News  Advance referendum polls invalidated

Last Friday, referendum votes cast during the advanced polls were invalidated because the First Year Council (FYC) candidates appeared on ballots for all voting students.

“Sometimes the online voting system does not upload the details of an election properly,” said Nicole Gileadi, the Chief Electoral Officer of Elections McGill. “The problem was that non-first year students were able to vote in the First Year Council elections.”

Only first year students can vote to elect FYC executives – a body of six students who represent the interests of first year students on SSMU Council and encourages first year involvement on campus life.

“Since the SSMU ballot consisted of both the First Year Council election and the referendum questions, voting in both areas had to stop,” Gileadi said.

Approximately 40 students voted during the advanced polls. An email was sent out to all students informing them that their votes were invalidated and encouraging them to re-vote online.

“We encouraged students to re-vote but at the end of the day, it is each student’s individual choice whether or not he or she takes the time to do so,” explained Gileadi.

SSMU President Kay Turner did not consider the invalidation of advanced votes a setback in the SSMU referendum.

“The percentage of students who voted during the advanced polls was not large enough to have a significant impact on the overall results of the referendum,” said Turner. “However, I am confident that if these students were prompt enough to vote as soon as polls opened, they will surely be informed of the technical error via email and re-vote.”

According to Gileadi, Elections McGill has taken all the necessary precautions to prevent such a problem from occurring again, including uploading simple ballots to ensure against system overload.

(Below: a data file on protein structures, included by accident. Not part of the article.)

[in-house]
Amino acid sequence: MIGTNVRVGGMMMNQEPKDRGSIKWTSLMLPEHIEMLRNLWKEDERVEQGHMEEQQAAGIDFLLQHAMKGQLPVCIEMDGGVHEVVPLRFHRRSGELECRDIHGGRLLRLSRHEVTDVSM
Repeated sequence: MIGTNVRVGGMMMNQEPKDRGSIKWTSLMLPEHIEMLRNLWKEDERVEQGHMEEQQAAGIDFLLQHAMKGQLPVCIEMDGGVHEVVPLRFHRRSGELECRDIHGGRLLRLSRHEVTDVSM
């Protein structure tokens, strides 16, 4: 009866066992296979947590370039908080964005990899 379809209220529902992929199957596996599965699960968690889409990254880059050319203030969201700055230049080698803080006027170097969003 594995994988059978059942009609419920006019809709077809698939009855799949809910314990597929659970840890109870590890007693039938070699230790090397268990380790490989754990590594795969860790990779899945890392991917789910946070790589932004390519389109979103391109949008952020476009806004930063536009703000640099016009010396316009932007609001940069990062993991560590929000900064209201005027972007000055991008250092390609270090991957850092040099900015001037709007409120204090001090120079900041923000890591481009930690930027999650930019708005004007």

“We have now separated the election and the referendum questions into two separate ballots, in case the problem arises again,” said Gileadi.

“We also immediately consulted with IT to prevent the reoccurrence of such a glitch.”

Turner remained confident that the referendum would reach quorum.

“We need 15 per cent of the student body to vote, in order to reach quorum. While it is generally more difficult to get students to vote in the Fall semester than in the Winter semester, we are confident that we will reach quorum.”

For the first time this year, students can vote on increases in ancillary fees – the University’s mandatory student fees separate from tuition – in the SSMU referendum. SSMU is also asking students to decide whether they want to renew the Undergraduate Student’s Fee – which funds bursaries, library improvements, and campus events. The Quebec Public Interest Research Group at McGill, which works on social and environmental issues, is asking students to support a 75-cent fee per semester and the Athletics Improvement Fund is proposing a $10 student contribution per semester. Online polls close today at 4 p.m.


You can vote for:

1) An increase in the McGill fee for online applications to undergraduate programs from $80 to $85 for applicants from out-of-province students and from $60 to $85 for those Quebec students.

2) A $10 increase per semester in the Students Services Fee, which will expand service in the Student Aid Office (SSAO), the Office for Students with Disabilities (OSD), and in Student Health on both the Downtown and MacDonald Campuses.

3) Renewing the $19 per semester SSMU fee for the Access Bursary Fund, the library improvement fund, and the Campus Life Fund, which funds clubs, productions.

4) A 75-cent increase in QPIRG’s per semester fee to cover the costs of inflation so the group can continue sponsoring on and off-campus student groups like the Barrière Lake Solidarity Collective and Greening McGill.

5) A $10 per semester for the next five years fee that would complete the Athletics Complex and create more student space in Athletics.